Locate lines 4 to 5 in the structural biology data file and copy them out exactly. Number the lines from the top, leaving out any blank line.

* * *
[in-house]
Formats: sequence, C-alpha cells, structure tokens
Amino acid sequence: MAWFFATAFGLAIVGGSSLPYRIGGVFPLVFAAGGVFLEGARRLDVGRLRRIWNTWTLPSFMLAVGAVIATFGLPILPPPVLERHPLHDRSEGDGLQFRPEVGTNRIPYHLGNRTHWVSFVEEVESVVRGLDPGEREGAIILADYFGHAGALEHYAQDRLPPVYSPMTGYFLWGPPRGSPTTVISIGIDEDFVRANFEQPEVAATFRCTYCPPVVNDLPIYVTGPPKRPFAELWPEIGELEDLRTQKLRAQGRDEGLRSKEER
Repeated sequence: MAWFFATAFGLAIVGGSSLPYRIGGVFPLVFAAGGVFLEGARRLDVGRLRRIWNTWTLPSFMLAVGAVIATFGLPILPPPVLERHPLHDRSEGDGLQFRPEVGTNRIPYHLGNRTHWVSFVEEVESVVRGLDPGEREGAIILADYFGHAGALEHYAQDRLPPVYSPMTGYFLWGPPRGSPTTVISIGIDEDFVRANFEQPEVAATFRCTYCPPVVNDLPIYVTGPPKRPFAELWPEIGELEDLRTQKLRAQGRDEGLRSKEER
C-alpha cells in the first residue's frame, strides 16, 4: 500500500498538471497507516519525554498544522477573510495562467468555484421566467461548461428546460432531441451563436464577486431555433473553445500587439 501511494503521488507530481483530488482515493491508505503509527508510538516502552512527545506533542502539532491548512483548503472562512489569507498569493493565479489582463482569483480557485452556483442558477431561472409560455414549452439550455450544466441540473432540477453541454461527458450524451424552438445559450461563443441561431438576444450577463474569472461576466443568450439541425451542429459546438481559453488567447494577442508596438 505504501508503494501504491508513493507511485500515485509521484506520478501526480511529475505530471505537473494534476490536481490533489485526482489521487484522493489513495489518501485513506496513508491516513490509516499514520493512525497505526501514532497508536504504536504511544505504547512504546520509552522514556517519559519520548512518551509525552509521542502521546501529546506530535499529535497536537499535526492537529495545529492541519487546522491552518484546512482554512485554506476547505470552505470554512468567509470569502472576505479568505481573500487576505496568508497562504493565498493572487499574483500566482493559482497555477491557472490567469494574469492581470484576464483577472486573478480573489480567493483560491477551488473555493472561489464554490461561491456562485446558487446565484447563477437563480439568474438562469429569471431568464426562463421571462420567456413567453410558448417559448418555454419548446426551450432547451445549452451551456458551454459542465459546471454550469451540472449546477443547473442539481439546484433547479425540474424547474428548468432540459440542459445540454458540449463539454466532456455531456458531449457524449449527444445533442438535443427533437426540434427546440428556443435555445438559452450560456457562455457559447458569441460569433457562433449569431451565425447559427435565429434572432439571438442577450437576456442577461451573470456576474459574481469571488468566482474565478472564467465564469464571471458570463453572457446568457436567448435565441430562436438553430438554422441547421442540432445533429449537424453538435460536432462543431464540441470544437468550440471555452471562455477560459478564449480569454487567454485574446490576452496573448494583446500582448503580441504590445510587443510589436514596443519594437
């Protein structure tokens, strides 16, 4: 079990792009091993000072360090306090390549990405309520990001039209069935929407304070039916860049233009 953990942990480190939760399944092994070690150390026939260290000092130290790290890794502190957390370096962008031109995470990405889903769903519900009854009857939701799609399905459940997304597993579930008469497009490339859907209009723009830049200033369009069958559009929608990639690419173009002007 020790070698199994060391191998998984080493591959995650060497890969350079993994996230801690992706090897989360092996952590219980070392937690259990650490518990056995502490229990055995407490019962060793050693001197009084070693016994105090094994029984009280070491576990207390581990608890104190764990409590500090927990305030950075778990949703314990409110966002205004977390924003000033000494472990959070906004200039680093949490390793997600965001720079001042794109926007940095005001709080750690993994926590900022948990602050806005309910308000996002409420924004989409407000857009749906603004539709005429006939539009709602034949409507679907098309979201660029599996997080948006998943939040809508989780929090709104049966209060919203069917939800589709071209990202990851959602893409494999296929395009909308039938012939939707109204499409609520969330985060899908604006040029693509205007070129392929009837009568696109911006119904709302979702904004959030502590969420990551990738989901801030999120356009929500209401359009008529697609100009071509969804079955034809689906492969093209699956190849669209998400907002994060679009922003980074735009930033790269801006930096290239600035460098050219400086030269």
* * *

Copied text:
Repeated sequence: MAWFFATAFGLAIVGGSSLPYRIGGVFPLVFAAGGVFLEGARRLDVGRLRRIWNTWTLPSFMLAVGAVIATFGLPILPPPVLERHPLHDRSEGDGLQFRPEVGTNRIPYHLGNRTHWVSFVEEVESVVRGLDPGEREGAIILADYFGHAGALEHYAQDRLPPVYSPMTGYFLWGPPRGSPTTVISIGIDEDFVRANFEQPEVAATFRCTYCPPVVNDLPIYVTGPPKRPFAELWPEIGELEDLRTQKLRAQGRDEGLRSKEER
C-alpha cells in the first residue's frame, strides 16, 4: 500500500498538471497507516519525554498544522477573510495562467468555484421566467461548461428546460432531441451563436464577486431555433473553445500587439 501511494503521488507530481483530488482515493491508505503509527508510538516502552512527545506533542502539532491548512483548503472562512489569507498569493493565479489582463482569483480557485452556483442558477431561472409560455414549452439550455450544466441540473432540477453541454461527458450524451424552438445559450461563443441561431438576444450577463474569472461576466443568450439541425451542429459546438481559453488567447494577442508596438 505504501508503494501504491508513493507511485500515485509521484506520478501526480511529475505530471505537473494534476490536481490533489485526482489521487484522493489513495489518501485513506496513508491516513490509516499514520493512525497505526501514532497508536504504536504511544505504547512504546520509552522514556517519559519520548512518551509525552509521542502521546501529546506530535499529535497536537499535526492537529495545529492541519487546522491552518484546512482554512485554506476547505470552505470554512468567509470569502472576505479568505481573500487576505496568508497562504493565498493572487499574483500566482493559482497555477491557472490567469494574469492581470484576464483577472486573478480573489480567493483560491477551488473555493472561489464554490461561491456562485446558487446565484447563477437563480439568474438562469429569471431568464426562463421571462420567456413567453410558448417559448418555454419548446426551450432547451445549452451551456458551454459542465459546471454550469451540472449546477443547473442539481439546484433547479425540474424547474428548468432540459440542459445540454458540449463539454466532456455531456458531449457524449449527444445533442438535443427533437426540434427546440428556443435555445438559452450560456457562455457559447458569441460569433457562433449569431451565425447559427435565429434572432439571438442577450437576456442577461451573470456576474459574481469571488468566482474565478472564467465564469464571471458570463453572457446568457436567448435565441430562436438553430438554422441547421442540432445533429449537424453538435460536432462543431464540441470544437468550440471555452471562455477560459478564449480569454487567454485574446490576452496573448494583446500582448503580441504590445510587443510589436514596443519594437